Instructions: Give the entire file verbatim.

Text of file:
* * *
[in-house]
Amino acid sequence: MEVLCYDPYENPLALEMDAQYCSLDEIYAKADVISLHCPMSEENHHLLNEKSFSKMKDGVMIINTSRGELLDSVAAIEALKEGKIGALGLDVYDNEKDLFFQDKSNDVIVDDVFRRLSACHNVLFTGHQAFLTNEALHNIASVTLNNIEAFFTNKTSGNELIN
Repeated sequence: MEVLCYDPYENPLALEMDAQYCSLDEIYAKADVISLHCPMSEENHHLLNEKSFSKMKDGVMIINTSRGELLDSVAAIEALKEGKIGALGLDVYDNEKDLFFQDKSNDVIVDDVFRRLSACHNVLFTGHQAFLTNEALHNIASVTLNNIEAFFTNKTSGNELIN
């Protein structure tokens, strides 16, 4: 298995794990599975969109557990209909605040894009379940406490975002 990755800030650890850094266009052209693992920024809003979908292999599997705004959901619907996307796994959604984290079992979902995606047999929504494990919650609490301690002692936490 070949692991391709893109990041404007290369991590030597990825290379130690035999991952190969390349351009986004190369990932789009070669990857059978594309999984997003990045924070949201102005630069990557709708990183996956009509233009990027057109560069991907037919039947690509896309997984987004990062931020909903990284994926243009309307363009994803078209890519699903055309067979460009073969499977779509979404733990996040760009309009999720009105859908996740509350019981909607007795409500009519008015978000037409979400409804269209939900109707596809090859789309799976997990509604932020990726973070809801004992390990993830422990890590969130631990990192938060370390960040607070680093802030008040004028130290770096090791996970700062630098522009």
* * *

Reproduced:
[in-house]
Amino acid sequence: MEVLCYDPYENPLALEMDAQYCSLDEIYAKADVISLHCPMSEENHHLLNEKSFSKMKDGVMIINTSRGELLDSVAAIEALKEGKIGALGLDVYDNEKDLFFQDKSNDVIVDDVFRRLSACHNVLFTGHQAFLTNEALHNIASVTLNNIEAFFTNKTSGNELIN
Repeated sequence: MEVLCYDPYENPLALEMDAQYCSLDEIYAKADVISLHCPMSEENHHLLNEKSFSKMKDGVMIINTSRGELLDSVAAIEALKEGKIGALGLDVYDNEKDLFFQDKSNDVIVDDVFRRLSACHNVLFTGHQAFLTNEALHNIASVTLNNIEAFFTNKTSGNELIN
């Protein structure tokens, strides 16, 4: 298995794990599975969109557990209909605040894009379940406490975002 990755800030650890850094266009052209693992920024809003979908292999599997705004959901619907996307796994959604984290079992979902995606047999929504494990919650609490301690002692936490 070949692991391709893109990041404007290369991590030597990825290379130690035999991952190969390349351009986004190369990932789009070669990857059978594309999984997003990045924070949201102005630069990557709708990183996956009509233009990027057109560069991907037919039947690509896309997984987004990062931020909903990284994926243009309307363009994803078209890519699903055309067979460009073969499977779509979404733990996040760009309009999720009105859908996740509350019981909607007795409500009519008015978000037409979400409804269209939900109707596809090859789309799976997990509604932020990726973070809801004992390990993830422990890590969130631990990192938060370390960040607070680093802030008040004028130290770096090791996970700062630098522009």